• The Internet is much like the early days of the airline industry and will need to be regulated to keep networks safe, says Roger Krone, president of the Network and Space Systems business unit within the Boeing Company, Chicago.
     The Internet is much like the early days of the airline industry and will need to be regulated to keep networks safe, says Roger Krone, president of the Network and Space Systems business unit within the Boeing Company, Chicago.

Everybody's Doing It

June 1, 2013
By George I. Seffers
E-mail About the Author

Large companies take varying actions to deal with emerging markets, threats, trends and the future of cyber.

With attacks on critical data increasing in numbers, intensity and sophistication, securing networks is becoming a global effort while fostering greater information sharing among agencies, governments and the public and private sectors. The future of cybersecurity offers greater opportunities for industry and greater cooperation on national security and critical infrastructure protection, say executives at some of the largest U.S. defense companies.

While traditional defense budgets shrink in the United States and elsewhere, cyber spending is increasing rapidly. But the emerging cybersecurity market is not limited to specific geographic regions or even market sectors—it is a global phenomenon. “It’s pretty well spread across the world,” says Mike Guzelian, vice president of secure voice and data products for General Dynamics C4 Systems, Fairfax, Virginia. “I wouldn’t say there’s one specific area or continent that’s more worried than the others. They’re all worried about it.” He adds that the emerging market includes both governments and private sector opportunities, especially with those companies involved in critical infrastructure, such as the defense, finance, oil and gas and electrical power industries. Even state and local agencies are spending more on cybersecurity, although they tend to be most concerned about data sharing with federal agencies, Guzelian says.

Market analysis firms confirm the rapidly growing cybersecurity market. Two different reports—by Global Industry Analysts Incorporated, San Jose, California, and MarketsandMarkets, Dallas, Texas—suggest the global market could reach between $80 billion and $120 billion by 2017.

Other industry executives agree that the growing market is both universal and diversified, in part because of a growing, more sophisticated threat. “The threat landscape has changed dramatically over the last few years,” says Peter George, president of General Dynamics Fidelis Cybersecurity Solutions, a wholly owned subsidiary of General Dynamics headquartered in Bethesda, Maryland. “Enterprises and governments in every part of the world now have to defend themselves against sophisticated, persistent and patient adversaries who are launching customized, targeted attacks designed to get into the network, steal data and stay there without being detected. Today, targeted threats are global in their destination as well as their origination.”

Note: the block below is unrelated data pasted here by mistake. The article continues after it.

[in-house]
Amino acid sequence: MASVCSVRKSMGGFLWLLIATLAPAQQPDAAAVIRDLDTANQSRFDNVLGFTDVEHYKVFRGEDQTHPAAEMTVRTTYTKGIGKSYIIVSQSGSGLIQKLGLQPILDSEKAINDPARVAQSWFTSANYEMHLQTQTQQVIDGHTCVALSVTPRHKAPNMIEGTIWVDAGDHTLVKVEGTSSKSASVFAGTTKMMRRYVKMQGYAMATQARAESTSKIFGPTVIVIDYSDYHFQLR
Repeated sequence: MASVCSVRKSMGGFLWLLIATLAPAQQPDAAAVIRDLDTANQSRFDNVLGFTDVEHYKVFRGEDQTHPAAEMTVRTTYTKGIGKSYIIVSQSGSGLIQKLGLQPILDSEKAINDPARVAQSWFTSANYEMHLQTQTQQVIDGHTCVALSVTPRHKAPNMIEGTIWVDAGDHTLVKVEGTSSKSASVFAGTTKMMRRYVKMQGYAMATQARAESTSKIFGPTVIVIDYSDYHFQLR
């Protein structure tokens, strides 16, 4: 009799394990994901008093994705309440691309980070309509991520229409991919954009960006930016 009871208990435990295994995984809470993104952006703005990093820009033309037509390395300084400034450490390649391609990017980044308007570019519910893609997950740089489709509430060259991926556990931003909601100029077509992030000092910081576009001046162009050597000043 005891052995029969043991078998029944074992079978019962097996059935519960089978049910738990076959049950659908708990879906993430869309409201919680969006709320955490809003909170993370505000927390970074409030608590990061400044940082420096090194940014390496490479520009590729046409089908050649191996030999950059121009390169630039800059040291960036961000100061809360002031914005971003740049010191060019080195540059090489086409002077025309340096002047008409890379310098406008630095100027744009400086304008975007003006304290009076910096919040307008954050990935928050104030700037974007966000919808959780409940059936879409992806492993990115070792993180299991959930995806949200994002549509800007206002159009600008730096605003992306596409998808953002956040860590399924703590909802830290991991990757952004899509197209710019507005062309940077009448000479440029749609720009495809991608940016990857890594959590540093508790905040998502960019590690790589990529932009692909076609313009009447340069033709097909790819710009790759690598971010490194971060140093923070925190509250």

Roger Krone, president of the Network and Space Systems business unit within The Boeing Company, Chicago, predicts a splintering of the market into new opportunities, including greater opportunities for cybersecurity services. Right now, many companies offer cybersecurity services as part of a package deal because they provide and secure a network as part of a larger contract. “We believe that cybersecurity will be unbundled, and there will be opportunities at all levels of the value chain to sell cybersecurity services, hardware and certain software. Right now the market is a bit all over the map. We believe the market will continue to mature,” Krone says.

Fidelis executives say they see the commercial market growing more rapidly than the government sector, both domestically and abroad. About five years ago, 60 percent of the company’s business came from the government sector; now, only 20 percent does so, even though the U.S. Air Force remains the subsidiary’s largest customer. Fidelis recently opened a new cyber forensics laboratory in Columbia, Maryland, primarily to help support commercial sector growth. “The commercial marketplace needs help. They’re used to dealing with the hacker down the street, but if the attack is sponsored by a nation-state with an intelligence agency, for example, they just don’t have the skills and tools to do it,” George says.

According to Fidelis executives, 30 percent of today’s attacks come from spearphishing attempts with embedded software designed to elicit classified information for financial gain, trade secrets or military information. Another 30 percent take advantage of known vulnerabilities that have not been fixed, such as when software security patches are issued but an organization doesn’t implement them, says Jim Jaeger, Fidelis vice president, cybersecurity services. The remaining 40 percent of attacks come from a variety of insiders, wireless attacks and advanced attack techniques. “Typically, the malware is going to beacon back out through command and control channels and will also propagate across the network,” Jaeger explains. “Defenders need to be looking at all of that activity, not just the initial infiltration. You have to look for the command and control, and you have to look for the lateral propagation.”

Preventing data loss is the final step in defense. “Once you’ve gotten to that level, you’re in trouble. You really need to identify the breaches early on,” Jaeger maintains.